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Tuesday, July 19, 2011

Lee Hou: Don't Skip Dessert

Posted By on Tue, Jul 19, 2011 at 10:00 AM

click to enlarge lee_hou_exterior550.jpg

Lee Hou wasn't always this garish. When we started going there a few years ago, it was a dingy place that happened to have good, cheap baked pork buns, which is among our favorite dishes.

The restaurant changed owners in 2008, and the new management wants to make sure you notice. Lurid photo posters of various main-menu dishes line one wall. Lines of colored tinsel stretch across the ceiling; hanging lanterns and red paper dragons compete for your attention.

Fortunately, if the prices have gone up, we didn't notice. Lee Hou is still a place where two people can eat dim sum, if you're careful, for under $20. We're not that careful; we spent nearly $25. But we gladly paid the extra $5 because it included perhaps the best dim sum dessert we've had yet.

click to enlarge Pork feet with preserved bean curd
  • Pork feet with preserved bean curd

But first things first. Lee Hou is a menu-order place, with check boxes next to 72 different items. While we like the atmosphere of rolling carts, particularly in relatively small places like Lee Hou, we've come to appreciate that menu checking often means fresher, hotter food. With one exception that was the case here.

click to enlarge lee_hou_menu350.jpg

The menu has 71 items, with 14 at $2 and only 18 over $3. There is some freaky stuff: snail (no cooking description), pork blood with chive, and boiled beef tripe, none of which we ordered. We did order pork feet with preserved bean curd ($3.50), and it turned out to be one of the best dishes.

We feared the preserved bean curd might be that stinky jarred made-in-China stuff, but in this case it was ropy firm strips of tofu reminiscent of yuba. The pork feet, on the knuckly bones, were seductively tender; no wonder, as the meat is almost all fat and cartilage: it's a lot like the fatty portion of barbecue pork ribs. The sauce is starch-thickened and has hints of onion, and the strips of tofu have absorbed plenty of savory porky juice. This is a heavy dish for two, and we couldn't finish half of it, but we ate all of the tofu and considered dipping other things in the sauce.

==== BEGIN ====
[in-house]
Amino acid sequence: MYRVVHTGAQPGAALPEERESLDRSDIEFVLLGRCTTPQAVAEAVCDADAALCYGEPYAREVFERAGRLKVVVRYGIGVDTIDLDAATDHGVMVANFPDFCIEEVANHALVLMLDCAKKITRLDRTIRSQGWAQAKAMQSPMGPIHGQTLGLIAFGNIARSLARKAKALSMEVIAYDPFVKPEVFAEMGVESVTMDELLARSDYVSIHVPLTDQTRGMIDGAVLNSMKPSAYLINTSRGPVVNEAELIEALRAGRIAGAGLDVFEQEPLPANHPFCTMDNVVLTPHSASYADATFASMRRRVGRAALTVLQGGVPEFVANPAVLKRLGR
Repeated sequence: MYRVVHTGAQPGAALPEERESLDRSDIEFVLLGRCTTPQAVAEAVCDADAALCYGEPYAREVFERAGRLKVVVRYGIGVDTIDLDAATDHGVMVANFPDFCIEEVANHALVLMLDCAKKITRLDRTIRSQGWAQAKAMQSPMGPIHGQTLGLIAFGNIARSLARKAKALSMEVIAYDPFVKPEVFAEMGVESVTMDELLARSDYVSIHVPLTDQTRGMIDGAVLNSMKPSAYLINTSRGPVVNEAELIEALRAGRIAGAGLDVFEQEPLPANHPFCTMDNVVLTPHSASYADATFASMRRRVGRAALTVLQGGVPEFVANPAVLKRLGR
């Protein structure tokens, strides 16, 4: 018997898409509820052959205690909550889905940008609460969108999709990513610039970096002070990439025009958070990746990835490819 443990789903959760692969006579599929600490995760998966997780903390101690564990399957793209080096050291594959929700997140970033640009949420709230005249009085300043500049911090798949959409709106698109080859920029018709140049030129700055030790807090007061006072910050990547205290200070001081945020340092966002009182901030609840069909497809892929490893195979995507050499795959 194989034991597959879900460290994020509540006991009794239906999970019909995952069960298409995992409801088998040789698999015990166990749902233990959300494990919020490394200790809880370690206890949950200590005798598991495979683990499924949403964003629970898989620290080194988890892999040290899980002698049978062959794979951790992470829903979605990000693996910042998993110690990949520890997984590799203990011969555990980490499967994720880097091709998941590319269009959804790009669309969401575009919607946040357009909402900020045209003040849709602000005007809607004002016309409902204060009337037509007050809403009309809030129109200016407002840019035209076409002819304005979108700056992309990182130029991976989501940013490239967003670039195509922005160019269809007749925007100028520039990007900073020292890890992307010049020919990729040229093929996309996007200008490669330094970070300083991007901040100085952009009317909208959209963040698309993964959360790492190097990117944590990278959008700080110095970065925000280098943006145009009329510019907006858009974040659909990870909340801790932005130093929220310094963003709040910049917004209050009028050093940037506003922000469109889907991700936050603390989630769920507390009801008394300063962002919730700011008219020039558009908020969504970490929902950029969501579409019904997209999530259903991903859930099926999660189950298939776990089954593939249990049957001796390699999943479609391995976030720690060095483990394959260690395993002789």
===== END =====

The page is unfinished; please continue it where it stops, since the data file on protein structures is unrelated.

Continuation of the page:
The best pre-dessert dish was the chicken with sticky rice in lotus leaf. The crumbled chicken meat and chicken juices have really infused the rice, which also has flecks of mushroom and a single slice of Chinese sausage. You only get two for $3, but they're large and easily shared.

For us, simple shrimp dumplings are a test of a dim-sum house's quality. For $2.50, Lee Hou's are solid but unexciting. The shrimp appears to be hammered into a flat plate of meat, and if there was garlic, ginger or black pepper, we didn't notice it.

click to enlarge Baked b.b.q. pork buns
  • Baked b.b.q. pork buns

We had mixed feelings about the baked b.b.q. pork buns ($2.50), one of the best dishes under the prior ownership. The top of the bun was light and pillowy, and the filling was flavorful, a good mix of sweet and savory. But the buns were served in cupcake paper and all three were wet and mushy at the bottom.

Jellyfish skin ($3.50) was a dud. It's the same dish usually described simply as jellyfish, but it was served refrigerator-cold, was over-vinegared and yet was too bland. It really needed some chiles, more sesame oil, or both.

Getting good vegetables at dim sum places is always a challenge. The snow pea leaf with garlic ($5.50) was a good-sized portion, and the pea leaves were crunchy fresh, with whole cloves of roasted garlic. It also was bland, though; it could have used a touch of soy sauce or perhaps salt.

We were about ready to leave, having decided Lee Hou is good value in solid if somewhat underspiced food. But the non-royal part of "we" decided she needed dessert. The royal we ended up grateful, because our mind and palate were about to be blown.

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W. Blake Gray

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